- Pricing. It is incredibly risky and almost borders on being illegal. You should never offer the exact same service or product at different price points to different customers. There are subtleties for handling a price test so one should really think this trough before setting up such a test.
- Trivial elements on page. Theoretically every part of a page impacts the conversion rate but many elements on the page only start getting influential if you have huge traffic (and patience) while doing testing. For example, you may discover that changing a copyright notice increases the conversion rate from 1.1% to 1.115%. Such trivial changes aren’t worth testing to me (of course there are exceptions, so you should go with your judgment if you really think copyright notice impacts conversion rate).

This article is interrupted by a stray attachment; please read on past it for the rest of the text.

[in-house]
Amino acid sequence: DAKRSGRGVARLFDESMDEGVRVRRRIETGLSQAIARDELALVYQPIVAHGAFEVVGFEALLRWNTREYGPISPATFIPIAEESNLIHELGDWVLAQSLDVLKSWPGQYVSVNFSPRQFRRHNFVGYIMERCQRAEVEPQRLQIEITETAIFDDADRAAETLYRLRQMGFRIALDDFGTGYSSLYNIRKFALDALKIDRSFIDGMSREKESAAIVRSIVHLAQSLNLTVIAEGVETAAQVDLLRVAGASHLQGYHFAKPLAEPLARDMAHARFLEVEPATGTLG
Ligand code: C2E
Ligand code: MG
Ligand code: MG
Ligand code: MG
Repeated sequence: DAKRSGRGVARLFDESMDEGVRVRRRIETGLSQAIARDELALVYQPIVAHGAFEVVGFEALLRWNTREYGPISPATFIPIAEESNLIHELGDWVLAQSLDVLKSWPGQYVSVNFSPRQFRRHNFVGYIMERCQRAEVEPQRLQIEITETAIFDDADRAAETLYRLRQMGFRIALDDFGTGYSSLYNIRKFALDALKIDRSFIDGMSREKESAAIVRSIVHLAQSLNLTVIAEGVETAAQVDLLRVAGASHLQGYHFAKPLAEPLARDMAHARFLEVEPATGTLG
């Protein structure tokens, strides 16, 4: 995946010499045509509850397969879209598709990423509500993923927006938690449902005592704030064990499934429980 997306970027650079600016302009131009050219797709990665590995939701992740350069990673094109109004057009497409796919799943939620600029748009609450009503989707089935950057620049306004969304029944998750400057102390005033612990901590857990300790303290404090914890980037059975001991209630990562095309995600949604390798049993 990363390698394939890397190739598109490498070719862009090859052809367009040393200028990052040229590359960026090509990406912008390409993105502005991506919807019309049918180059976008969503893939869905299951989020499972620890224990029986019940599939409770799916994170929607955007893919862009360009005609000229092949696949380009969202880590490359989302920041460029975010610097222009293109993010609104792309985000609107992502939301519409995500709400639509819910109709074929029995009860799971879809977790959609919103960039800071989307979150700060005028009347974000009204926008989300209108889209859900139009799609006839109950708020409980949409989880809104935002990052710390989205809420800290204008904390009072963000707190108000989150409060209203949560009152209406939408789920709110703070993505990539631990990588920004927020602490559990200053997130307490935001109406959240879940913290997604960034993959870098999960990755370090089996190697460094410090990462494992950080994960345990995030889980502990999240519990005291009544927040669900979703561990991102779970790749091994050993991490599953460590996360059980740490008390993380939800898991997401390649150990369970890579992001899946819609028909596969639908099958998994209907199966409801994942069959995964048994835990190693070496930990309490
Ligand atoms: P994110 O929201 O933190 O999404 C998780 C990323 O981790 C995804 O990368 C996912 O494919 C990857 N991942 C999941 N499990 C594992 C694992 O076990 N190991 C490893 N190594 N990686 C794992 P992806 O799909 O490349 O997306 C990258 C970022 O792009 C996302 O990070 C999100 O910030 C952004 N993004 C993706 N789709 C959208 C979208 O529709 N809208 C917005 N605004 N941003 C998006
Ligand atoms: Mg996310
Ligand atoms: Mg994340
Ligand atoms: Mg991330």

4. For the love of testing!
Paras: The inspiration behind Visual Website Optimizer was to create world’s easiest A/B and multivariate testing software which marketers can use to optimize their websites and landing pages without needing to involve technology department. Unlike Unbounce, which is a beautiful landing page creation software, our aim with Visual Website Optimizer is to enable marketers optimize existing pages. Say you are a Marketing Manager at an E-commerce store and you are looking forward to increasing sales. You would then use our product to optimize pages such as: homepage, product catalog, product details, checkout page and perhaps some landing pages as well.
The motivation for “I love split testing” blog is to create a community around A/B and multivariate testing which discovers the potential of testing (and of course our product) by means of articles, case studies, advice, resources, etc. We now have 10+ case studies on the blog which people immensely enjoy reading and discussing.
Oli: I’m going to put you on the spot here. How much of your own dog food do you eat? In other words, do you run experiments on your own website? And what have you learned from this?